NH+C does not have the updated COVID-19 vaccine. The vaccine is on order with no estimated delivery date at this time. 


NH+C follows CDC and MDH guidelines for COVID vaccination.

NH+C recommends these resources for accurate, reliable information on COVID-19 and vaccination:


Frequently Asked Questions About the COVID-19 Vaccines

Who should get a COVID vaccine?

Everyone age 6 months and older should get vaccinated, and keep up to date with recommended boosters. It’s a safe and effective way to maintain immunity against severe illness, hospitalization, or death from COVID.

Are the vaccines safe?

Yes. The science behind Pfizer's and Moderna's vaccines (messenger RNA) has been in development for over a decade. All the steps of research and testing were followed to establish the effectiveness and safety of the vaccine. Over 13 billion doses of COVID-19 vaccines have been given worldwide as of May 2023. (Source: World Health Organization)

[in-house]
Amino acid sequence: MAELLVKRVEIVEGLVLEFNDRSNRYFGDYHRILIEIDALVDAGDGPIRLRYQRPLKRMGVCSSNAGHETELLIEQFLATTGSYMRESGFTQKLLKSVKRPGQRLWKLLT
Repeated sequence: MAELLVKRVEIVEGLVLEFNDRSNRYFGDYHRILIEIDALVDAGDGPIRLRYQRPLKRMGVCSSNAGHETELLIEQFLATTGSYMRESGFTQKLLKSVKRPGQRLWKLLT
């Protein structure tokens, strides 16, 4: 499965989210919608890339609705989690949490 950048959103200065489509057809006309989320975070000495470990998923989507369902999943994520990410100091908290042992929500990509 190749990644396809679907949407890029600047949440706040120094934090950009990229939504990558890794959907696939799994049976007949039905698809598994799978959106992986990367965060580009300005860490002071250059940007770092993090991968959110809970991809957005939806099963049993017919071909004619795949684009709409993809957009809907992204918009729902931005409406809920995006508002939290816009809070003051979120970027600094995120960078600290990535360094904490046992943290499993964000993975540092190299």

How effective are the vaccines?

Being fully vaccinated, with all boosters recommended for your age and health conditions, significantly reduces your risk of severe illness or death.

Should I get a booster shot?

Booster shots are recommended for everyone 5 and older to keep your immunity up to date. Get a bivalent booster two months (or longer) after your last shot. 

What are the side effects of the vaccine?

Possible side effects are typical of what happens with other vaccines: low-grade fever, body aches, headache, fatigue, joint pain, soreness at the injection site. Side effects may be greater with the second dose or boosters. Side effects may feel like flu and might even affect your daily activities, but they should go away in a few days.

Side effects are a sign that the vaccine is working: Your body is building immunity without having an actual infection or being infectious to others. (If you have no side effects, that's OK too. The vaccine is still working.)

After I’m vaccinated, can I still spread COVID?

Yes. Some variants are highly contagious and can be spread by vaccinated people.

I’ve already had COVID. Do I still need to get vaccinated?

Yes. When someone gets COVID-19, they develop immunity against the specific variant that infected them.